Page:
Columban Sr Cecilia Cuizon and staff at the Community of Hope Special Education Centre. - Photo:St Columbans Mission Society
The Community of Hope Special Education Centre is a religious and charitable organisation run by the Columban Sisters. It delivers services aimed at making a difference to the lives of children and young adults with disabilities in Ozamiz City, the Philippines, and its neighbouring towns in Misamis Occidental. The love of God becomes a reality for them as they see their own transformation.
Leslie is a student with autism and an intellectual disability. She also has a potassium deficiency. Eating bananas and getting more exposure to the sun are no longer a sufficient antidote, but the medication she receives at the Centre strengthens her muscles and enables her to stand and walk.
She was only 10 years old when she was given a referral to The Community of Hope Special Education Centre by the principal of her school. She hated school and had a history of defiance and disobedience. She was also bullied both at school and in the wider community. The bullies held a distain for her disability, as they saw her as being different from them.
Her mother wanted to give her a good education in preparation for her future. She worked hard selling cakes to add to her husband’s meagre income. However, he was an alcoholic with no regular job, and later died of depression. The older children were married with families of their own and the mother, who had her own health problems, died when Leslie was only 13-years-old.
The youngest in the family of four children, Leslie suffered intensely after her mother’s death. Shunted around from one relative to another, she stayed for a short time with her married sister, but she had three children of her own and a husband with no regular income. It did not work.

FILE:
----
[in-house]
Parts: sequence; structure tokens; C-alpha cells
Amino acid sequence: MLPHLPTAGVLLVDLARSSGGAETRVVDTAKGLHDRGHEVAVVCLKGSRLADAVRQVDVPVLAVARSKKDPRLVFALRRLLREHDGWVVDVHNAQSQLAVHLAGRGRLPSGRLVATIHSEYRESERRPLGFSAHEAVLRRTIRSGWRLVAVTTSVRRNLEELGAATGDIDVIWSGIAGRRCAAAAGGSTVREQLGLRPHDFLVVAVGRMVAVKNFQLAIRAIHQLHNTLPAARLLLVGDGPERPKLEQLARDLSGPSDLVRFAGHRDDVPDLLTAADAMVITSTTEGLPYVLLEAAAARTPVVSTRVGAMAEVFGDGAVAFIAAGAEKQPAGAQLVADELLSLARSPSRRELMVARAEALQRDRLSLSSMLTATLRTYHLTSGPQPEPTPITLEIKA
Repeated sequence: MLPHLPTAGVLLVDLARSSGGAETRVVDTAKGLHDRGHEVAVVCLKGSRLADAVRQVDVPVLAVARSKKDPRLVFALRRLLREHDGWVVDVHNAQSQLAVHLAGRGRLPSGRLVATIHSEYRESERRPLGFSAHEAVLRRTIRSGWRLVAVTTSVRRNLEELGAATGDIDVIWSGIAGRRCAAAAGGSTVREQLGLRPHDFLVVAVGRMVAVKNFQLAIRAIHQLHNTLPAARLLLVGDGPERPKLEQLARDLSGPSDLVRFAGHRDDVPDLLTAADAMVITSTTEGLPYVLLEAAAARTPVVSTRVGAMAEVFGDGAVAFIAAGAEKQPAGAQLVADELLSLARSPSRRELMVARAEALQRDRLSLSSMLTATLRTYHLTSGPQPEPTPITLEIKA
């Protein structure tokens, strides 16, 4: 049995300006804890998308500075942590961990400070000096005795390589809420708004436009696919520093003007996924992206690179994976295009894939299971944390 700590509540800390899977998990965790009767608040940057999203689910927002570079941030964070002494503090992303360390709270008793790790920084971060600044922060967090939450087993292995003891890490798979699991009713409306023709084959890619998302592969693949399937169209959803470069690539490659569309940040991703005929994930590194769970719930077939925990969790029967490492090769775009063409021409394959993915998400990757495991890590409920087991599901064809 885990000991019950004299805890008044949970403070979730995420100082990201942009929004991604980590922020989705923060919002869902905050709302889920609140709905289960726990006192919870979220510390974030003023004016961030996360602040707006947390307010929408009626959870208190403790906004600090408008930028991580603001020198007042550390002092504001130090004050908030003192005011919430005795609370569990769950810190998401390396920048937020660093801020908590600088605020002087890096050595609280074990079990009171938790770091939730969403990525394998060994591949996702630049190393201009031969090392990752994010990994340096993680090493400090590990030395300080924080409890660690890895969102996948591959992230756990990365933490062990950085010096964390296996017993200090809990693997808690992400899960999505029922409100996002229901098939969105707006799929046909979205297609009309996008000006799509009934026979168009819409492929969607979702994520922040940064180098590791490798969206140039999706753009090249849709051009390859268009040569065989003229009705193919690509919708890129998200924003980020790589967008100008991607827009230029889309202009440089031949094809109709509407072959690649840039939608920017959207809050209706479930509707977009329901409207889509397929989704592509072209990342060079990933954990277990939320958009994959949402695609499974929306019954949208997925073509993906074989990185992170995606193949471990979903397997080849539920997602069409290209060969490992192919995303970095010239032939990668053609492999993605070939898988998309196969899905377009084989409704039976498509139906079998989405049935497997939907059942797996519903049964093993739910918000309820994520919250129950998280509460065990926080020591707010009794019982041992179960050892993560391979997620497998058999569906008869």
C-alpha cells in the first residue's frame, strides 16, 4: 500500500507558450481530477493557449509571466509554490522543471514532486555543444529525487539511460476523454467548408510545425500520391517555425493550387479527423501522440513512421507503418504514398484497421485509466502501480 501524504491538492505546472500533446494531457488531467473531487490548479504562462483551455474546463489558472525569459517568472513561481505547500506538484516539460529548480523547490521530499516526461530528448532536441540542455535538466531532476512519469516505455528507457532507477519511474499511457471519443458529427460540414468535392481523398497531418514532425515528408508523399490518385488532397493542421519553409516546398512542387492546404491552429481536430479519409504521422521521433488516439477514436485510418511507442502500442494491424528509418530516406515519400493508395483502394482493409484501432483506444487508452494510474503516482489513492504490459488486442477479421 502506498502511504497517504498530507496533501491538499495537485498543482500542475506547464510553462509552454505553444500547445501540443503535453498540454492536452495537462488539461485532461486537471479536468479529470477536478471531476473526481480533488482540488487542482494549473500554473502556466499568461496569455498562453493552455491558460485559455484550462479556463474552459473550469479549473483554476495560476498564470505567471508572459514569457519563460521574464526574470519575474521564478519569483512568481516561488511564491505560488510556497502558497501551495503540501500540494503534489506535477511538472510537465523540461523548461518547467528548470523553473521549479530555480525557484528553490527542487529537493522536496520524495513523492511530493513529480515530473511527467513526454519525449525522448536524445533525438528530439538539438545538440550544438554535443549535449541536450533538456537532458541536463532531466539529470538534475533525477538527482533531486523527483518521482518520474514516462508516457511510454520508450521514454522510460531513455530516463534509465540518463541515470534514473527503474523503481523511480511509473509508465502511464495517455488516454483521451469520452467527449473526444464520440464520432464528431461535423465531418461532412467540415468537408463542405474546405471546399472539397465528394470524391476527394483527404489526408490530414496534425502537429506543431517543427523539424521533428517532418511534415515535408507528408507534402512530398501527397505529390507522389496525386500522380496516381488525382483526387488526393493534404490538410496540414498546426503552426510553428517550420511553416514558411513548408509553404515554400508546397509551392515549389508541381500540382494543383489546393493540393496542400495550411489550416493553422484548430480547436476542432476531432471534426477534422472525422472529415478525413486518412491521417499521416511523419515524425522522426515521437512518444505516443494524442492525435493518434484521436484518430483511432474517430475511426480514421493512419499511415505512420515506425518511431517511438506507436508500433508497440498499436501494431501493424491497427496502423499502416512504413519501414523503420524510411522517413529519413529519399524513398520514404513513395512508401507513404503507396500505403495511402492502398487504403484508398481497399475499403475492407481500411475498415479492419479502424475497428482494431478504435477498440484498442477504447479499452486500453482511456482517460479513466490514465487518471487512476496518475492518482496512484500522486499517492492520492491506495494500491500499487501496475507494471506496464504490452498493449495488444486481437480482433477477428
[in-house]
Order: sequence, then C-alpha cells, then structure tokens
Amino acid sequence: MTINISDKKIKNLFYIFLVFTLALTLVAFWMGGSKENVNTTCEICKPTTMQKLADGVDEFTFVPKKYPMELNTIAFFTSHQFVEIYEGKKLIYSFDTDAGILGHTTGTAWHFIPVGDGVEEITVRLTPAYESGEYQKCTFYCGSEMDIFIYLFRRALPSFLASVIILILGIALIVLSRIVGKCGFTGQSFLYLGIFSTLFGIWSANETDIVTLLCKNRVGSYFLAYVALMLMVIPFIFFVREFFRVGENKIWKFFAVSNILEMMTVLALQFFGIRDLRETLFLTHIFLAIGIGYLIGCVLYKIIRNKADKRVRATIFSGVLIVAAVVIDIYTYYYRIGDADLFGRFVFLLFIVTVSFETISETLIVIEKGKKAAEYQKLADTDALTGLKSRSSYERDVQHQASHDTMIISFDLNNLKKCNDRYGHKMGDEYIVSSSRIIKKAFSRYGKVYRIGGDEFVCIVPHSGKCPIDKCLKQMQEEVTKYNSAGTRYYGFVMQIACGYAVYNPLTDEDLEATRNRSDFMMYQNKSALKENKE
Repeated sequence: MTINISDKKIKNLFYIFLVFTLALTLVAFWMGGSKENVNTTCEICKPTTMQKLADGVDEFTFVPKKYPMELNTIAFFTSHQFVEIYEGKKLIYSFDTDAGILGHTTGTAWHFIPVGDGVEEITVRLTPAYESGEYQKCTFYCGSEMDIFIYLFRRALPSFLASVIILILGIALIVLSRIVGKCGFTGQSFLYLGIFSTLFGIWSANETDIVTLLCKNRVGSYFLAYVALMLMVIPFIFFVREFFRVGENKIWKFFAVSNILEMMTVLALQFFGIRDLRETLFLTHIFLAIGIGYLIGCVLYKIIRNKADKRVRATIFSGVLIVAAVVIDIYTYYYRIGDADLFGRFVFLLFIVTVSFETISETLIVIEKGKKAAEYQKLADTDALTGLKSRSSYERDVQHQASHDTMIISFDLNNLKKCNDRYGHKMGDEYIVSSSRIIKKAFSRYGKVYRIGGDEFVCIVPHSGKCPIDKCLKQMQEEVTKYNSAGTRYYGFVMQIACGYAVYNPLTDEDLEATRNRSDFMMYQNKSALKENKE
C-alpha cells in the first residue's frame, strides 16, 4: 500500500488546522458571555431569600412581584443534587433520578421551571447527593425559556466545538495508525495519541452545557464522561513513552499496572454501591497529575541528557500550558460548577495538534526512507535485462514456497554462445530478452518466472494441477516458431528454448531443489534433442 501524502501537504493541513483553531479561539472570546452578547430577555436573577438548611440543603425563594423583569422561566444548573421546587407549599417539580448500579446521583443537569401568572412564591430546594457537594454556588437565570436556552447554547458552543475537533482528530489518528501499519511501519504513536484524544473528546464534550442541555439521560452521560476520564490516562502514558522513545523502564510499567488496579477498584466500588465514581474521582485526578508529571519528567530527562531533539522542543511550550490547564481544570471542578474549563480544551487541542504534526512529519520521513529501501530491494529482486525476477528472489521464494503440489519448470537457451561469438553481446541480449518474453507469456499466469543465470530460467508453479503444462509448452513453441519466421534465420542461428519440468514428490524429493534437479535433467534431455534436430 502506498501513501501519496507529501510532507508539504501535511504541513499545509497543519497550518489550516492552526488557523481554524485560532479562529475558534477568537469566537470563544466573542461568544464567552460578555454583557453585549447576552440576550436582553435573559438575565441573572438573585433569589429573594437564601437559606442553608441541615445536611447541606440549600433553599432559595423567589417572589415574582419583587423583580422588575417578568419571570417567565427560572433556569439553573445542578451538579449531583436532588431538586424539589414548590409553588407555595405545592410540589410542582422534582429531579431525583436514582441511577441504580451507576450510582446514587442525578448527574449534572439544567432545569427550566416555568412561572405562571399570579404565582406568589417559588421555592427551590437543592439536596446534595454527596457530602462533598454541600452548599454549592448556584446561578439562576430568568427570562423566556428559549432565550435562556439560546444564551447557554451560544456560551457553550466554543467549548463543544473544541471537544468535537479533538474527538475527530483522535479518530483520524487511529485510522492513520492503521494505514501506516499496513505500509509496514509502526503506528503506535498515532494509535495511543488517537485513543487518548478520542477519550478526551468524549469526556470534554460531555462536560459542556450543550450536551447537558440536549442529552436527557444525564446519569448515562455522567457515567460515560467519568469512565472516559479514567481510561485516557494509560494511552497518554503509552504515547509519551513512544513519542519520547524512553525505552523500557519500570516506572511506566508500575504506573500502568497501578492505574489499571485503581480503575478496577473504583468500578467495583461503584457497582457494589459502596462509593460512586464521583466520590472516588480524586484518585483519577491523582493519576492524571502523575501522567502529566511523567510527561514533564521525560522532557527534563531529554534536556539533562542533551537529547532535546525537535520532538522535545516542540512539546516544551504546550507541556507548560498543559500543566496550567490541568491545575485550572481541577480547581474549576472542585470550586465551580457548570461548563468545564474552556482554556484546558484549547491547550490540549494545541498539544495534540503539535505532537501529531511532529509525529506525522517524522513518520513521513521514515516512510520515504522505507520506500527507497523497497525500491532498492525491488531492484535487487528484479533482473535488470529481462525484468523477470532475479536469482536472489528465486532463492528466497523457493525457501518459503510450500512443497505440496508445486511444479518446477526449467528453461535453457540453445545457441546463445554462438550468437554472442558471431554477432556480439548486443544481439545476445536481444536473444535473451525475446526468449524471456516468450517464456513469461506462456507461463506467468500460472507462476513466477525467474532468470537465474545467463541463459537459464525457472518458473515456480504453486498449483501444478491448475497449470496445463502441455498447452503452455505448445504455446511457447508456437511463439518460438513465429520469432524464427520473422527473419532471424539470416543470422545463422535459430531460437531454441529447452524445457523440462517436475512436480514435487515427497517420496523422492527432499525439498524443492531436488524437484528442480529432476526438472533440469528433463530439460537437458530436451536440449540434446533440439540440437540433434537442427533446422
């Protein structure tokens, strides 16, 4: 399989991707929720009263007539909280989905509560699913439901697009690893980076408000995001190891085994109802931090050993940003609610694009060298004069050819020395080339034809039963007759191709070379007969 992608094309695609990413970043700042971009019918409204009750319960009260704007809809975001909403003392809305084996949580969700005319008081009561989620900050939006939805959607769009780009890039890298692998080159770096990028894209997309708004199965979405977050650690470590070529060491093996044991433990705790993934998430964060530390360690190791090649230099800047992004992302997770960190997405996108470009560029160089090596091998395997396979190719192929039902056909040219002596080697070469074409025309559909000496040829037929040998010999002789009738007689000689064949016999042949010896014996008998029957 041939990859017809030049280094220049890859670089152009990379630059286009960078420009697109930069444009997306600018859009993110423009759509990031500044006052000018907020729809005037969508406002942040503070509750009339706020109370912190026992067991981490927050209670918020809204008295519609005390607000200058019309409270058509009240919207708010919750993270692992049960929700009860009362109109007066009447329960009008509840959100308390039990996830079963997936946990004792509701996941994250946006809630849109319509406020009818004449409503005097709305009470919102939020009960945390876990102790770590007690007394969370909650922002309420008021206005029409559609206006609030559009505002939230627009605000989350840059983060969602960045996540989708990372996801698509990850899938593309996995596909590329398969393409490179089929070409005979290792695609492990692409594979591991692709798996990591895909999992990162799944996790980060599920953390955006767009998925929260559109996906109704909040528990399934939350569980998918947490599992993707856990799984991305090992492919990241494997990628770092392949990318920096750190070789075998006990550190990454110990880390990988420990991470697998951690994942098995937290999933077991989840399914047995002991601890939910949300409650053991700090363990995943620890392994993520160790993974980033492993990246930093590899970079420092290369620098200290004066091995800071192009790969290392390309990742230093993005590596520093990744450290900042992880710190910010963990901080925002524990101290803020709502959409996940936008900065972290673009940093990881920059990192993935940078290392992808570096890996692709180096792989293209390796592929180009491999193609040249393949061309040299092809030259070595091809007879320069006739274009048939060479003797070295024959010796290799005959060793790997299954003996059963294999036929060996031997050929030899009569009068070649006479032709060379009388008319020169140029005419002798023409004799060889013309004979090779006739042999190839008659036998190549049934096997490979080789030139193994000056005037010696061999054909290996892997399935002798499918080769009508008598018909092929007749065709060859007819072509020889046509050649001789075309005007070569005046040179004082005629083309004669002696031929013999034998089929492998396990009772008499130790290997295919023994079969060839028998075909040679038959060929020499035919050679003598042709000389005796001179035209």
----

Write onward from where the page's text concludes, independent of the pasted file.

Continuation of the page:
Leslie’s behaviour returned to its old problematic ways. However, God is rich in mercy and compassion, and touched the heart of a married aunt, who decided to take her in as part of her family. Her aunt has become her legal guardian, and together with the aunt, the Centre is carrying out a rehabilitation process.
A social worker from the Centre drew up a rehabilitation plan for Leslie. The intervention includes pre-academic, one-to-one intervention and activities for daily living, which covers simple, practical and appropriate livelihood skills training. Socialisation among her peer group has helped her develop her self-confidence.
Every year, the Centre organises a Youth Summer Camp. It is the one time of the year that Leslie experiences psychological and emotional security. During this event, some young people volunteer to accompany our students and show them care and appreciation for their gifts and talents. Our students feel that they are loved and appreciated, which gives them a sense of empowerment.
At present, the Centre is serving 125 children and young adults with disabilities. They receive physiotherapy and other rehabilitation services. Their smiles reflect the compassionate love of God for all people without distinction. I believe it is our call and challenge to love the children and young adults as they are and act according to what is appropriate.
Over the years, the Centre has served more than 1,000 children and young adults suffering from autism, cerebral palsy, Down syndrome, clubfoot, cleft palate, hearing impairments and intellectual disabilities. Thanks to the various programmes run by the Centre, some participants have been able to find work in the local community.
Sr Sophia, who manages the livelihood skills training programme says, “With faith and trust in God, we are deeply grateful that we can continue to offer these services. Thank you, God, for choosing and giving us the privilege to love, cherish and journey with these students. God is indeed good!”
Columban Sr Cecilia Cuizon is the Director of the Community of Hope Special Education Centre in Ozamiz City, the Philippines.
Listen to "The challenge to love them as they are"
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